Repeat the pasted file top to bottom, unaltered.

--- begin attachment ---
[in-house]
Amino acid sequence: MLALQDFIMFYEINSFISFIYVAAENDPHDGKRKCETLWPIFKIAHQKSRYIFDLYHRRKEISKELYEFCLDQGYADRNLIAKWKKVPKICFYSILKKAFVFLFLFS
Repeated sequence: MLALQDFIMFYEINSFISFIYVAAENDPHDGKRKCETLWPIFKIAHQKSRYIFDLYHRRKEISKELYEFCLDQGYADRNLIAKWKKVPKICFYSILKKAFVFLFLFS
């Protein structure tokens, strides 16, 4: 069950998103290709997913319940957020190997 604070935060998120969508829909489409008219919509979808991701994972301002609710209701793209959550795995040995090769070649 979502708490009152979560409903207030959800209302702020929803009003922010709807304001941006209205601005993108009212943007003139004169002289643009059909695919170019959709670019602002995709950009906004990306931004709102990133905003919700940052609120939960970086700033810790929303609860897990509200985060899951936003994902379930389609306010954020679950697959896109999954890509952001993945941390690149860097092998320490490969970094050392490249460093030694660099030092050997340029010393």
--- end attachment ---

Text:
[in-house]
Amino acid sequence: MLALQDFIMFYEINSFISFIYVAAENDPHDGKRKCETLWPIFKIAHQKSRYIFDLYHRRKEISKELYEFCLDQGYADRNLIAKWKKVPKICFYSILKKAFVFLFLFS
Repeated sequence: MLALQDFIMFYEINSFISFIYVAAENDPHDGKRKCETLWPIFKIAHQKSRYIFDLYHRRKEISKELYEFCLDQGYADRNLIAKWKKVPKICFYSILKKAFVFLFLFS
């Protein structure tokens, strides 16, 4: 069950998103290709997913319940957020190997 604070935060998120969508829909489409008219919509979808991701994972301002609710209701793209959550795995040995090769070649 979502708490009152979560409903207030959800209302702020929803009003922010709807304001941006209205601005993108009212943007003139004169002289643009059909695919170019959709670019602002995709950009906004990306931004709102990133905003919700940052609120939960970086700033810790929303609860897990509200985060899951936003994902379930389609306010954020679950697959896109999954890509952001993945941390690149860097092998320490490969970094050392490249460093030694660099030092050997340029010393």